I know my title sounds like a Peter, Paul and Mary song but this is a serious question that I become more concerned about with each passing day. So at the risk of sounding like an alarmist I chose to pose the question here.
Yesterday morning I drove several hundred miles through fairly remote areas of Utah and Tooele county looking for birds, raptors especially. I did see three Golden Eagles and a Bald Eagle but the absence of hawks was striking and alarming. These have been buteo-rich areas in the past and this is a trend that both Mia and I have been noticing and commenting (to each other) about for several years now.
1/4000, f/6.3, ISO 500, Canon 7D Mark II, Canon EF 500mm f/4L IS II USM + EF 1.4 III Extender, not baited, set up or called in
In about four hours of shooting I was skunked. This image of a Golden Eagle is as close as I came to getting any interesting raptor photos and it will join every other image I took yesterday morning (not many at all) in the delete bin, for obvious reasons.
Winter in northern Utah has traditionally been raptor-rich so when I got home yesterday I spent several hours reviewing my images (on four different computers) taken in December over the past nine years. The contrast between the number of raptors I’m seeing and photographing this year (and last year) as compared to previous Decembers is truly alarming.
1/2000, f/7.1, ISO 500, Canon 7D, Canon EF 500mm f/4L IS USM, not baited, set up or called in
I photographed this Prairie Falcon along the Antelope Island causeway on a cloudy morning exactly five years ago today – Dec. 12, 2011 and I photographed other raptor species that morning too. In reviewing images taken in December of that year (and other years) I was reminded of how many Red-tailed Hawks, Rough-legged Hawks and American Kestrels I encountered and photographed on a typical day back then and it was usually a bunch. I also had fair numbers of opportunities with Ferruginous Hawks, Peregrine Falcons and Prairie Falcons.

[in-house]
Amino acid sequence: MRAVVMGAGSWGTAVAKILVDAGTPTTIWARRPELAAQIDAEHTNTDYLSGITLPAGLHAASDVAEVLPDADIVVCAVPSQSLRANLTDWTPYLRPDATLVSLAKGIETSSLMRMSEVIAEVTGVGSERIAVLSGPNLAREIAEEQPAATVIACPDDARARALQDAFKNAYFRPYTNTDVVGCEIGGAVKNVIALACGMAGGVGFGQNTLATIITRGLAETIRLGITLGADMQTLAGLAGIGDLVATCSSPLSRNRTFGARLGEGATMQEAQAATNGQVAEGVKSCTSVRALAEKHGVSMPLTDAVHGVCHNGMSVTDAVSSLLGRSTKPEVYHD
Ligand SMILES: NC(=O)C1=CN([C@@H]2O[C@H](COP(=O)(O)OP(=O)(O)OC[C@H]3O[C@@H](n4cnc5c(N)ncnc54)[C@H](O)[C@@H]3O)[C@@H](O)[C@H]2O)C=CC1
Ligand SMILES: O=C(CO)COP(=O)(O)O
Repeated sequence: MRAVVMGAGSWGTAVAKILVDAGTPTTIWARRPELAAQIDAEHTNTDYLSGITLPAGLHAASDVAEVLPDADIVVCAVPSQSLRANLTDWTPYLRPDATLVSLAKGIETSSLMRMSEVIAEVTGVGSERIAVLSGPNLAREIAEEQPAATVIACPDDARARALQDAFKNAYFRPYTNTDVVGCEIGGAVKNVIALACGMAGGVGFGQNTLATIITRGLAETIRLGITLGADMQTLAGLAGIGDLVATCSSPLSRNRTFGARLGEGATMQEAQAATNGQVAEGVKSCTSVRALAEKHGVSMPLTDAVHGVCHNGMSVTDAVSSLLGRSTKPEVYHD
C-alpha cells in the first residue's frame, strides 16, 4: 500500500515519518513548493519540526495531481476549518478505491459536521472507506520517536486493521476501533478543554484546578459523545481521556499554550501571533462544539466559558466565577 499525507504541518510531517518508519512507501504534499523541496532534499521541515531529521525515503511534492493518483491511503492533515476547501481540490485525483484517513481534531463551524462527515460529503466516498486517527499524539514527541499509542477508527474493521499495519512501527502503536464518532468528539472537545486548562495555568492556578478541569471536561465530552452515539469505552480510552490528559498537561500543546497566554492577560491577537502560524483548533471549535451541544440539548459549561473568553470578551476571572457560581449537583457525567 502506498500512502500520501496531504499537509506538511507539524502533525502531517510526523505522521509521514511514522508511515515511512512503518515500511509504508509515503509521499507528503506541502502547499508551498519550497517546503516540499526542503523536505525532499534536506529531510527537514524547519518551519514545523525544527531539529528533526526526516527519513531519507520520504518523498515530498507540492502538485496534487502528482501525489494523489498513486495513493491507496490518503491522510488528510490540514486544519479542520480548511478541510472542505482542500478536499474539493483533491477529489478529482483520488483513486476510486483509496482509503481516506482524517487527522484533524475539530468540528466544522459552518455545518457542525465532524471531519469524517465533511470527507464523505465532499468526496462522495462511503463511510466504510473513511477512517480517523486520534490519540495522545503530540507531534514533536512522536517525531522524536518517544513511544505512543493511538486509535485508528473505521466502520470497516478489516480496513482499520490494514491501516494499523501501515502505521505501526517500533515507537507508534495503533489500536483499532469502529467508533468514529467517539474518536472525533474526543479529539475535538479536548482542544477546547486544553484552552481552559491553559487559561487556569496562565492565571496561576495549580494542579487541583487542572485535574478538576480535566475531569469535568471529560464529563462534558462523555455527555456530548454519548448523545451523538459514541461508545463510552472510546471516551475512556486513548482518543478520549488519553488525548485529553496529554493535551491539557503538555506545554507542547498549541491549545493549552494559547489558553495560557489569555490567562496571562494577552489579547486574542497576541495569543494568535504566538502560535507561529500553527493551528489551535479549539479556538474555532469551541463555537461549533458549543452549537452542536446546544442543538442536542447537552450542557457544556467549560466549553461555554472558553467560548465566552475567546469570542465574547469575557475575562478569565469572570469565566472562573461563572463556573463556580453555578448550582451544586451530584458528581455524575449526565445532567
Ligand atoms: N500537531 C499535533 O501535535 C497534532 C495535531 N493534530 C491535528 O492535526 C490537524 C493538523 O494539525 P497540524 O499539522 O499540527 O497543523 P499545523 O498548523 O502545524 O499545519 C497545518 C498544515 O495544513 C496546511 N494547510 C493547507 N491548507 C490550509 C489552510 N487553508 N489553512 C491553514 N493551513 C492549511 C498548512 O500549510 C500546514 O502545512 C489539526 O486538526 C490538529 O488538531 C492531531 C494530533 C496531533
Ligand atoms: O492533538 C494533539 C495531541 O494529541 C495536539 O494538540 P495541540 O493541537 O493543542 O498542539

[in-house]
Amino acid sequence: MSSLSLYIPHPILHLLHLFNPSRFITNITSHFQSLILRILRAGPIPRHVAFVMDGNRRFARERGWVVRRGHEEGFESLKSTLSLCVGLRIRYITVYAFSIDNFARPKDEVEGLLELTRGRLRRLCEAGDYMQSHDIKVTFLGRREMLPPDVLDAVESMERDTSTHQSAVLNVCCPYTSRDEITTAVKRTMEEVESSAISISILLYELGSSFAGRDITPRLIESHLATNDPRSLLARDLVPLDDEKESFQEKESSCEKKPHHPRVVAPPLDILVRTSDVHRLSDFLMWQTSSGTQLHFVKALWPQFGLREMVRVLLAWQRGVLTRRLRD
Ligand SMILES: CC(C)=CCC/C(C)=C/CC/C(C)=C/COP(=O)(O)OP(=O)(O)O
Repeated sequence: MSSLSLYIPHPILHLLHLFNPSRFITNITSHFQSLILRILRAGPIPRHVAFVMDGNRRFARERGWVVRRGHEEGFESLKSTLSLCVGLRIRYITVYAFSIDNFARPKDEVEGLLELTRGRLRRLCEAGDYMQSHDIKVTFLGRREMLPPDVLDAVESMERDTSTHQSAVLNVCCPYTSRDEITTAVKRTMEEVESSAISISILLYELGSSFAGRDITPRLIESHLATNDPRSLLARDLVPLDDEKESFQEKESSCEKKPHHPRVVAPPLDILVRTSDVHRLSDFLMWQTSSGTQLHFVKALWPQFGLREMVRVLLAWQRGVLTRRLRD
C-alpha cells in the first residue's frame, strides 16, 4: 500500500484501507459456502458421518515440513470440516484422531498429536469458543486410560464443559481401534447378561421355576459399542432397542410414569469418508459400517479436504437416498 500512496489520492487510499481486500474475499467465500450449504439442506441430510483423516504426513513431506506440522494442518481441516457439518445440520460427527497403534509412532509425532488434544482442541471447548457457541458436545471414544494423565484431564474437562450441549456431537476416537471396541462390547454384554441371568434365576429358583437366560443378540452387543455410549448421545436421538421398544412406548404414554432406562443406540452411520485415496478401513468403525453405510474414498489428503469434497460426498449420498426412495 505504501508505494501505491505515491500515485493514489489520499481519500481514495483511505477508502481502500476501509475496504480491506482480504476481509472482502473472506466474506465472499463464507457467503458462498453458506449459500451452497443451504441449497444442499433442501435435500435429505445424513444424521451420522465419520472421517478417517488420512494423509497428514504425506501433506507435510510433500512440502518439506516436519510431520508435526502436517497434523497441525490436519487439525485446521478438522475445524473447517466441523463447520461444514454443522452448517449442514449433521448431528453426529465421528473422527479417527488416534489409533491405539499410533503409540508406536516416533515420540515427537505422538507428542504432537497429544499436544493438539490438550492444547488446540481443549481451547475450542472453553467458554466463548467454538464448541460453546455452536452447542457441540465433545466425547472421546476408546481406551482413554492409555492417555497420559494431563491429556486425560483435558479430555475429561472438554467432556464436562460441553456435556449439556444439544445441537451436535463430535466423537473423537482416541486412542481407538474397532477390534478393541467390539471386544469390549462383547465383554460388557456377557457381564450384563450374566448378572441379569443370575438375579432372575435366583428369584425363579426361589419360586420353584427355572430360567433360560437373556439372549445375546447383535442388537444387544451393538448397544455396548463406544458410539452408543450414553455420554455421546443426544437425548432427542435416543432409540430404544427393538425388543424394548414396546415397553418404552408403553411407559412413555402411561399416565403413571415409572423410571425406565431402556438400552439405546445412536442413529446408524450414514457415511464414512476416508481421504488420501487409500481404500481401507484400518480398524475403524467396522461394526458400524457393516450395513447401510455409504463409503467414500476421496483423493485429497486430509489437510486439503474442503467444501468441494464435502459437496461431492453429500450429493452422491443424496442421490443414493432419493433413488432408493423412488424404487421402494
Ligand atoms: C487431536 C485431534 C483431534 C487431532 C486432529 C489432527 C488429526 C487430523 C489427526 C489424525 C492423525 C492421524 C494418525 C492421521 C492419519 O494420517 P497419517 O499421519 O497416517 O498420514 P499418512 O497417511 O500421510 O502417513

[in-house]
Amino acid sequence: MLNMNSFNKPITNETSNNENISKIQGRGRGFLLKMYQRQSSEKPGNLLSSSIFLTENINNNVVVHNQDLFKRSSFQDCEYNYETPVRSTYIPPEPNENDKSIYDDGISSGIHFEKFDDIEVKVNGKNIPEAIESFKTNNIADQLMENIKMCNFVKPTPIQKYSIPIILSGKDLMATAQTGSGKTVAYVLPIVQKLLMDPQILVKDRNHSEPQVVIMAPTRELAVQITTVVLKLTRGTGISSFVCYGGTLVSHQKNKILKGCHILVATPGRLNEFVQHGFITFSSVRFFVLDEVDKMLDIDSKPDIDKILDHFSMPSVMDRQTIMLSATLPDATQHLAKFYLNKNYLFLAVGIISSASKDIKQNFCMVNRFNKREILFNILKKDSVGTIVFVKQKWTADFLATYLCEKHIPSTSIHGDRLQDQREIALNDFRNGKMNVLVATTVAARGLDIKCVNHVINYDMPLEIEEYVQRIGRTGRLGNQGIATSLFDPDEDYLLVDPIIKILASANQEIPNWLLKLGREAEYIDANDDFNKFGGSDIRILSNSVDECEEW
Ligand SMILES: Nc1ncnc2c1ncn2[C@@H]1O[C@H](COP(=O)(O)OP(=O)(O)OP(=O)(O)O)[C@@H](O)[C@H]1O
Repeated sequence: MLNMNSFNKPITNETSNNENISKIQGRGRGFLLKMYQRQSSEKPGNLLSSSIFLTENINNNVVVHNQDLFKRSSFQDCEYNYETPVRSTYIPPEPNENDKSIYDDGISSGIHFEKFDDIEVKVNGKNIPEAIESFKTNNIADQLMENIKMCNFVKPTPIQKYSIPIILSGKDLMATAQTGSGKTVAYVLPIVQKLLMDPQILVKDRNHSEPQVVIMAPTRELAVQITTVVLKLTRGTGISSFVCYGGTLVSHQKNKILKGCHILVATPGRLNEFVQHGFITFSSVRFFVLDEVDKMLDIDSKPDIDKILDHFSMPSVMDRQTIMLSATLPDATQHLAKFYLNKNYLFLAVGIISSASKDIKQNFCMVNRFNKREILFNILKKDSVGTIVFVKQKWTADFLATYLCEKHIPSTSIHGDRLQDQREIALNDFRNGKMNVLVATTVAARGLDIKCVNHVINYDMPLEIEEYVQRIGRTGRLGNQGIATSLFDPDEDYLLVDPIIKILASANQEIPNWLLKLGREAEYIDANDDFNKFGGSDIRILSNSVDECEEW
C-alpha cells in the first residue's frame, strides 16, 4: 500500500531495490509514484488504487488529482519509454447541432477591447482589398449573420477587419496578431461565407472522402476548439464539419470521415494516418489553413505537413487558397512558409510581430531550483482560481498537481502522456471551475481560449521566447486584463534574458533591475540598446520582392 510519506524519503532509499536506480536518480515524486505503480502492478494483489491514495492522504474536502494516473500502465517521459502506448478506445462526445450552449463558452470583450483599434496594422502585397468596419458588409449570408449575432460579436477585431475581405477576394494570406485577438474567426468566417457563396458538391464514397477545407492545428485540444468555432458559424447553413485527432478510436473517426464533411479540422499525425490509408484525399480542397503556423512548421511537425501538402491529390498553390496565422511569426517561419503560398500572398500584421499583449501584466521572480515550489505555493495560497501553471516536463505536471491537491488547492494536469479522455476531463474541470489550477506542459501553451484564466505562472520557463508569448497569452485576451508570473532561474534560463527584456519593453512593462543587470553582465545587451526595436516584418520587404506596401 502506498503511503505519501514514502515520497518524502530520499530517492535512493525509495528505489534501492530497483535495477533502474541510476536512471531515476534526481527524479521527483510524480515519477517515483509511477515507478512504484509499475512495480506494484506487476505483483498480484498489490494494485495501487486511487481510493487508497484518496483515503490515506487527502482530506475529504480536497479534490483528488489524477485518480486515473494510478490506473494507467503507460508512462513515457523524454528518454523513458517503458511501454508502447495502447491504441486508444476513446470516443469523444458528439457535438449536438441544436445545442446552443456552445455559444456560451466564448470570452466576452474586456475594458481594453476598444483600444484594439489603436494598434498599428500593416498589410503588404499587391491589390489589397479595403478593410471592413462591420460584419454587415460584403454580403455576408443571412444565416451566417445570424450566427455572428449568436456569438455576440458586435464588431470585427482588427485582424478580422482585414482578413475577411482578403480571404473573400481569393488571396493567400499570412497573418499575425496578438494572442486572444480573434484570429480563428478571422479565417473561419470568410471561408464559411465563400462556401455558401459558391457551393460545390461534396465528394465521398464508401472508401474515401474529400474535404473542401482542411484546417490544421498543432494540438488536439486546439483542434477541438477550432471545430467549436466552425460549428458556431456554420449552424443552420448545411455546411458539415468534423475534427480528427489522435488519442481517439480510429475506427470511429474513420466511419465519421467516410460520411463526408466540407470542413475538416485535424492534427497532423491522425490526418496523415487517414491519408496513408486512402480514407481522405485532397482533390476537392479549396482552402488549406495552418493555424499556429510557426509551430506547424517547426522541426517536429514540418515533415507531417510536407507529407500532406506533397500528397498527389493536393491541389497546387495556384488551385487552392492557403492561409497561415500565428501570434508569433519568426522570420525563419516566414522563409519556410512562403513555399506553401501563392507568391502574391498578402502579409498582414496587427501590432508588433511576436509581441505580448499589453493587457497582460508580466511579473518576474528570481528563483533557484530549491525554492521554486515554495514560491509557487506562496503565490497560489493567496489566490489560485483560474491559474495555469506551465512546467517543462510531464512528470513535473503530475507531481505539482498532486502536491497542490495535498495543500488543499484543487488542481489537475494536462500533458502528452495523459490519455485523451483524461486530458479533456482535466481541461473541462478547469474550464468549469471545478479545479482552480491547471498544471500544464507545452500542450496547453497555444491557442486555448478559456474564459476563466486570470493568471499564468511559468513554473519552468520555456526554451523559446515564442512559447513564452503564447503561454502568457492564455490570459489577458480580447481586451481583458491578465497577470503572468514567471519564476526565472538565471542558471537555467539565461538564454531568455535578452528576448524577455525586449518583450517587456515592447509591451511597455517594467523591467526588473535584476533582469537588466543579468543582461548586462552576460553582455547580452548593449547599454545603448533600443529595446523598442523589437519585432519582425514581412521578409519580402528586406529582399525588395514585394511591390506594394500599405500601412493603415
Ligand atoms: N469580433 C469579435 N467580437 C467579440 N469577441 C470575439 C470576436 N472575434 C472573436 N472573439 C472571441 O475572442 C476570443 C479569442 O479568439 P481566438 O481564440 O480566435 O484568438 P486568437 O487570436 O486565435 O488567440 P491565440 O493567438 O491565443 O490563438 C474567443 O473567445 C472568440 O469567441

Part of the apparent decline in raptor numbers in some of the areas I regularly photograph is likely due to the drought and the resulting dramatic decline in the level of the Great Salt Lake but I don’t think that explains it all. In areas far removed from the lake bed (valleys of the west desert for example) we used to see many dozens of hawks perched on power poles along the roads and freeways as I drove to and from our distant shooting destinations. Not any more. Yesterday (and on previous outings this year and last) we saw very few of them and their scarcity was a major subject of our conversation on the way home. We’ve noticed the same disturbing trend on our many summer bird photography trips to Montana and Idaho – particularly in the area around Montana’s Centennial Valley.
Ok, now to the primary reason for this post. I’m wondering if readers in other areas are noticing the same disturbing trend we are. On a recent blog post of mine one person (can’t remember who) mentioned that some were reporting declining numbers of Red-tailed Hawks in their areas and that comment made me think to ask the question above. My observations are far from a scientific study but they have been made long-term and are documented with photos. Anecdotal observations and reports can be of some value.
As a bird photographer I’m alarmed by this possible trend but most of my concern is as a resident of this fragile planet. Any related feedback one way or the other would be appreciated.
PS – My apologies if you got an ear-worm from my title. If it’s any consolation I got the damned thing too… 🙂